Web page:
It’s always a treat when a classic genre is coupled with a modern setting and contemporary story. In this case, the film noir style is mixed into a timely story about loss and coping with 9/11 as a backdrop. The Missing Person is a perfect example of disparate elements coming together to create something that is altogether unexpected, yet familiar. The noir style works here, given the subject matter, but at times it feels tacked on, with not enough focus devoted to the story proper. Nevertheless, fans of film noir and subtle filmmaking will discover a rare gem with The Missing Person.
John Rosow (Michael Shannon) is a down and out private detective living in Chicago. He’s haunted by memories of a woman, which drives Rosow to numb himself with alcohol as often as he can. One morning, he receives a phone call from a high-priced New York attorney who wants Rosow to tail a man to Los Angeles, offering nothing more in details. Convinced by a cash advance, the recommendation of an old colleague and the attorney’s beautiful assistant, Rosow accepts the case and boards the next train. His journey leads him out of the country into emotional and personal territory that Rosow isn’t ready to explore.
For fans of film noir, all of the distinguishing characters and characteristics are present in The Missing Person. Rosow is the committed detective with a sordid past and too many vices. He takes a job from a mysterious employer whose motives aren’t clear. Rosow is hassled by law enforcement for poking his nose around their business, engaging him in a fast-talking witty exchange. Yet Rosow also has the requisite chum on the police force he can go to for help. Throw in a femme fatale, a seedy gangster type and a pastiche of memorable characters and you have yourself everything you need for the noir genre.
The noir tropes are used well, but don’t always feel organic to the film. The scene when Rosow has a run-in with federal agents stands out in particular, with the banter turning too familiar too quickly for strangers. The femme fatale is given such short screen time it’s difficult for her to even earn her title. Most glaringly, there just isn’t enough inner monologue to give us insight into Rosow. Nevertheless, writer/director Noel Buschel still does a fine job delivering the look and feel one would expect from a noir film. The colors are desaturated and drab, the locations are moody and atmospheric and most of the characters have just enough personality to be likable without begging for more screen time.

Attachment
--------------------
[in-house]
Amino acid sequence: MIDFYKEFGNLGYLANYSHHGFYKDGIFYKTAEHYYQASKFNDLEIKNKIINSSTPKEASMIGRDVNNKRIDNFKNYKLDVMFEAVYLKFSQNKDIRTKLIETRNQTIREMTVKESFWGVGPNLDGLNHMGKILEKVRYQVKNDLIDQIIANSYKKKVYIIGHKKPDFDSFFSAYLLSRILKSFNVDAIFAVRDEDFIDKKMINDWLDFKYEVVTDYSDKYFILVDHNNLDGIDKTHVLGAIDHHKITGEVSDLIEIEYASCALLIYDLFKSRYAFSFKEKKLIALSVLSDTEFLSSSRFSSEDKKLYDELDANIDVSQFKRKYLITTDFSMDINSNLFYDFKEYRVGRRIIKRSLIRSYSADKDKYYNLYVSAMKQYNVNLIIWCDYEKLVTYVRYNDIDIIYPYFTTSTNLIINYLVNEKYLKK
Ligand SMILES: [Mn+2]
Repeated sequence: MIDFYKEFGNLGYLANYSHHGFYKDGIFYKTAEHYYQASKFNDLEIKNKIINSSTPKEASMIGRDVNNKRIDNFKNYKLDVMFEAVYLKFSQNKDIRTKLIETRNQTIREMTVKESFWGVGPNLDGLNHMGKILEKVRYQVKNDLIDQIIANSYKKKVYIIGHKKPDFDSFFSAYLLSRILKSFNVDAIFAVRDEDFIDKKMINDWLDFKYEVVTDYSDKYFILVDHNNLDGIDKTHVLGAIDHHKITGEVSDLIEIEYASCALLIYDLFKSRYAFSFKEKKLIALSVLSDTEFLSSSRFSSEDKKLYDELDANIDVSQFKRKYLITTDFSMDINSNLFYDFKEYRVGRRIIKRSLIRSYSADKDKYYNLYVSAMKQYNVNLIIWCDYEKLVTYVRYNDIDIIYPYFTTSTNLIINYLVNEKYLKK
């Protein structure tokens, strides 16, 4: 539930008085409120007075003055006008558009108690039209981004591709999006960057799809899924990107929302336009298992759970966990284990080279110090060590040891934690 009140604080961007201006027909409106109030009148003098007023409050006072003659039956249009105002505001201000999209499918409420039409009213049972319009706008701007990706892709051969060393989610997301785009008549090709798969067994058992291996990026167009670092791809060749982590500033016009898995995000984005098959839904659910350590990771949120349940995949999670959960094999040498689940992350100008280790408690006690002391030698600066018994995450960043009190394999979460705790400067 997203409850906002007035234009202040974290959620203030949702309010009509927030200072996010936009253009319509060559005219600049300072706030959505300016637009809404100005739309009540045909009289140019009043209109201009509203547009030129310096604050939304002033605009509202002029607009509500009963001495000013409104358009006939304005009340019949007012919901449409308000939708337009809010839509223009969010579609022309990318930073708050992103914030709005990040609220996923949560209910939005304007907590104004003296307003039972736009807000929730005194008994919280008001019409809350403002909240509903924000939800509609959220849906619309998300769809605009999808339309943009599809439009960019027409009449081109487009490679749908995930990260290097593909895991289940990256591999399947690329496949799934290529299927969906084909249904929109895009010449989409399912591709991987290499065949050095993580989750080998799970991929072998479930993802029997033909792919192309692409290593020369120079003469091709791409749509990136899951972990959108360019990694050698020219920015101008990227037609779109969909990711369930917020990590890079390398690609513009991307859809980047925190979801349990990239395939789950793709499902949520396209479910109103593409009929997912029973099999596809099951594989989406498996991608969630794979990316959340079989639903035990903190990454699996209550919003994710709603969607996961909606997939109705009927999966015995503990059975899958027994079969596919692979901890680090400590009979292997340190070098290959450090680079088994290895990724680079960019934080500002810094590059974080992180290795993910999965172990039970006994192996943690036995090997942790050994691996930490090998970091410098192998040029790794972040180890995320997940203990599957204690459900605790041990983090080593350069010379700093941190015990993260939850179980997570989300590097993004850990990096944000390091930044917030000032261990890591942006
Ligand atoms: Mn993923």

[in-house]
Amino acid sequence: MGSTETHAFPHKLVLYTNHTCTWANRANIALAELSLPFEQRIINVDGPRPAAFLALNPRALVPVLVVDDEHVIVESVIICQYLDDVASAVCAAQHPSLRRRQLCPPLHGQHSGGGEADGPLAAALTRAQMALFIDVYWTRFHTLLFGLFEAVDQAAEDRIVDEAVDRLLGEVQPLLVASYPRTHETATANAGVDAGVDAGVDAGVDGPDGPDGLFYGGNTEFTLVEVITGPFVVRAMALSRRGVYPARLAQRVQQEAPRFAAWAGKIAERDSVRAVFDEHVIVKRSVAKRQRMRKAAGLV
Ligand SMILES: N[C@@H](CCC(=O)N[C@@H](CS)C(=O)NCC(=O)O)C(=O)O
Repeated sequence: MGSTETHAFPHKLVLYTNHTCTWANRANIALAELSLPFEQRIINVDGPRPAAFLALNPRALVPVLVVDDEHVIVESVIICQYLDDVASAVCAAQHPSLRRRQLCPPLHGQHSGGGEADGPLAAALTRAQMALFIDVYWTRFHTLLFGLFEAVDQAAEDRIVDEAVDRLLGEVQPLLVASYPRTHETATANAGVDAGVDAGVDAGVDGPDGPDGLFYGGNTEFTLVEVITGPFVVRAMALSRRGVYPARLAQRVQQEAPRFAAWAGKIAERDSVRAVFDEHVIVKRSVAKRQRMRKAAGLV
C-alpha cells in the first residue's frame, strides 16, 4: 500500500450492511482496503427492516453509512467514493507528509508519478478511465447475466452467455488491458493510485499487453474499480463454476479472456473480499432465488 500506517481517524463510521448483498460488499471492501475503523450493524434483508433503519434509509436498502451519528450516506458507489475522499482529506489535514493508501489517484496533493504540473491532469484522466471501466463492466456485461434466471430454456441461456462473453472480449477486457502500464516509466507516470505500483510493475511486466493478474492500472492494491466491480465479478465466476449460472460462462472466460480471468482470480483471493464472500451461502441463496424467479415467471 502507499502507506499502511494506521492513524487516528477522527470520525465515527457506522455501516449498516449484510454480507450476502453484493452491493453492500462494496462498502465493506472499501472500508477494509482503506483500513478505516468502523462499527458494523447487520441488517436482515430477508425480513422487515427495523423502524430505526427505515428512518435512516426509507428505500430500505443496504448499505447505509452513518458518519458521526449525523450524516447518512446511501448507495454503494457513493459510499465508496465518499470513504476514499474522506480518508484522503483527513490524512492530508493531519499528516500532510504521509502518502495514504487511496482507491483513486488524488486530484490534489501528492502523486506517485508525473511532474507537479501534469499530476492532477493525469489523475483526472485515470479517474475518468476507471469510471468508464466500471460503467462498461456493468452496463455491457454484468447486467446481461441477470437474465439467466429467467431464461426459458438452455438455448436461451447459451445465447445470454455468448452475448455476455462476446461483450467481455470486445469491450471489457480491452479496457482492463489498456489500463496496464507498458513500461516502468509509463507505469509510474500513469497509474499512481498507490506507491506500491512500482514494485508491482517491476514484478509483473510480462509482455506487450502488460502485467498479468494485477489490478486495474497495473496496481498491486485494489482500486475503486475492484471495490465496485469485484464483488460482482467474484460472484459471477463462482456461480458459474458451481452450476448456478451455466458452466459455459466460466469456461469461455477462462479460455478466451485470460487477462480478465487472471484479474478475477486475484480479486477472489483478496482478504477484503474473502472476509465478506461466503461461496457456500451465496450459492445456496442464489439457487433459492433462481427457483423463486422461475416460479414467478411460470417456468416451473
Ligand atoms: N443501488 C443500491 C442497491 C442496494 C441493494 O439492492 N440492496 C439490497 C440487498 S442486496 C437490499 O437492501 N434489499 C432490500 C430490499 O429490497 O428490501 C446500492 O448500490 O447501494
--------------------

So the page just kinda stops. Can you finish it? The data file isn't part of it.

Michael Shannon performs adequately as Rosow. He’s everything an audience would expect from a modern-day, classic-tinged hard boiled detective. He speaks in short statements, isn’t very personable and has a strong jaw. Regrettably, he doesn’t get much opportunity to crawl out of his tough-guy shell. When he does, the moment feels forced. Still, at the end of the day, audiences won’t have a hard time watching him carry the movie.
While the entire film is great to look at, some shots are truly inspired. A long take of the lights that have replaced the World Trade Center as a cloud passes through is hauntingly beautiful and will bring tears to the eyes of those who remember the smoking buildings. Another gorgeous shot involves a silhouetted scene against a moonlit sky and a deadpan Rosow inner monologue. It’s quintessential noir, dripping in style and so beautiful to look at that it almost makes up for any entertainment shortcomings the rest of the film may have had.